The Great Bambino. The Sultan of Swat. The Colossus of Clout. You likely know Babe Ruth for his career with the New York Yankees or his “Curse of the Bambino” on the Boston Red Sox, but did you know Ruth started life in Baltimore, Maryland?
George Herman “Babe” Ruth was born in 1895 in his grandparents’ Baltimore rowhouse, just a few blocks from what is now Camden Yards.
Ruth was apparently a difficult child, and when he was seven he was shipped off to the Baltimore-based St. Mary’s Industrial School for Boys to learn shirtmaking. It was at this boarding school where Ruth learned to play baseball and was ultimately signed to the Baltimore Orioles minor league. You probably know the rest of the story.
In 1974, the rowhouse where Ruth had been born was converted to a museum dedicated to his memory. For a time the house served double duty as both a shrine to Ruth and the official museum of the Baltimore Orioles. In 2005, the Orioles museum moved to its new home at Camden Yards; the house’s only focus now is the Bambino.
The Babe Ruth Birthplace Museum of today is more-or-less divided between the rowhouse’s rooms and its hallways: the rooms are decorated as Babe Ruth would have seen them as a young boy, and the hallways are dedicated to exhibits on Ruth’s time in baseball.
The historic furniture in the rooms is certainly aesthetically pleasing, but I imagine only truly die-hard Babe Ruth fans will really enjoy seeing chairs and beds once belonging to Ruth’s relatives.
The back hallway opens up into a larger space, adjoining properties having been used to expand the original rowhouse’s footprint. It’s auditorily amusing to step from the new to the old–the back hallways lack the front rooms’ time-appropriate creaks of well-worn floorboards.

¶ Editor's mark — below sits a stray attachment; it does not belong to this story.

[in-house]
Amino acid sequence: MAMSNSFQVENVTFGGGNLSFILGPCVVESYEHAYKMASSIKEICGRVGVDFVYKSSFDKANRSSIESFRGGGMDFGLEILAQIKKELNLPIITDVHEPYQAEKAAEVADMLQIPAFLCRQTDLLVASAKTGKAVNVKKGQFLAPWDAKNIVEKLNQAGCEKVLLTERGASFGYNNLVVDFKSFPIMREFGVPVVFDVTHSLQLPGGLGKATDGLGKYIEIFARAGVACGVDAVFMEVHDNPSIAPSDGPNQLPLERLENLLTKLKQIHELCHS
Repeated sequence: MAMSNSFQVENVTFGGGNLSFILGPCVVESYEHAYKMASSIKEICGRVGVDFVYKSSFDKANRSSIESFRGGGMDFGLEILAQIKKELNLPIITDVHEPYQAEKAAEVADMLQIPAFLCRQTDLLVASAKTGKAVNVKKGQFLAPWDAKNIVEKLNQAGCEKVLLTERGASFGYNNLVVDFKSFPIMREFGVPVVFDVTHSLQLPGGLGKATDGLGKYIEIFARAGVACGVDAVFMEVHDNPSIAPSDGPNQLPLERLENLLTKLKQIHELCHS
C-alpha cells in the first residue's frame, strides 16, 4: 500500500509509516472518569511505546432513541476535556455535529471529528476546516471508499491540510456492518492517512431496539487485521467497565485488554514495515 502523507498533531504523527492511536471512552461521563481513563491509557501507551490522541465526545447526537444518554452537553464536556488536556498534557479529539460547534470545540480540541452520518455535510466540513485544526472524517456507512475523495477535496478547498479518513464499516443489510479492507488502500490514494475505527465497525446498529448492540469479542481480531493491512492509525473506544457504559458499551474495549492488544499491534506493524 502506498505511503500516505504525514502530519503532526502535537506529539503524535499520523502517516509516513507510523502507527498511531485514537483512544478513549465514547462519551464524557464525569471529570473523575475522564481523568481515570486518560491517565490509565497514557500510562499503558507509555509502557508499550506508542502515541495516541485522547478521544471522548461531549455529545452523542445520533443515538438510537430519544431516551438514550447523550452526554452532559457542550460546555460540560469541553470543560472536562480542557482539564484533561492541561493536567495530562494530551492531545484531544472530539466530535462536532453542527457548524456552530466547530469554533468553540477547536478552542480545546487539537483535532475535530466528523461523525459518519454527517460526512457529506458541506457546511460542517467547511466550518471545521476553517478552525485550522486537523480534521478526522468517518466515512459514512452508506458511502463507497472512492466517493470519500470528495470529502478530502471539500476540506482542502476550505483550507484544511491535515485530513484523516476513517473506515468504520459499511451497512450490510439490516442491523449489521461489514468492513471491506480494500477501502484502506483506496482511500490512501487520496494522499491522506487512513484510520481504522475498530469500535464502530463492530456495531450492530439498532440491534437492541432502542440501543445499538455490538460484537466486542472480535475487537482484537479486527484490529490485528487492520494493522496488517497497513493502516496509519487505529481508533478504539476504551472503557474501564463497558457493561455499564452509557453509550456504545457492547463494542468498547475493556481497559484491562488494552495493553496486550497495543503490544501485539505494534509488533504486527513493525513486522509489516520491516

The hallways hold exhibits much more engaging than staged furniture. There’s a short video explaining why the US National Anthem is played before baseball games (the tradition started during the 1918 World Series in which Babe Ruth was playing). There are rows of sports memorabilia, including rare Ruth trading cards and autographed baseballs.
There’s also a plastic case catering to my tactile nature–partially enclosed within are two baseball bats, one actually used by Ruth and the other by Cal Ripken, ready to be touched.
The make-your-own-souvenir-penny machine has only the most tangential connection to Ruth, and yet it also succeeds in grabbing my attention (and my 50 cents).
Overall, the museum is far more captivating than I expected it to be. There are enough neat mementos and fascinating tales about Ruth to entertain both fervent baseball fans and casual spectators like me. But even though I run into a few families, I wouldn’t call the museum particularly child-friendly. Consider leaving the little ones at home for this one.
If You Go
The Babe Ruth Birthplace Museum is at 216 Emory Street, Baltimore. There are a few street parking spots, but the easiest option is to take the Light Rail to nearby Camden Station. If you’re coming from DC, take the MARC Camden Line from Union Station to Camden Station. Note that the Camden Line does not run on weekends.
Admittance to the Museum is $6 for adults; there is also a combined ticket offering admission to both the Babe Ruth Birthplace Museum and the Sports Legends Museum for $12.
The Babe Ruth Birthplace Museum is open Tuesday-Sunday, 10AM-5PM. Starting in April, it will be open on Mondays as well.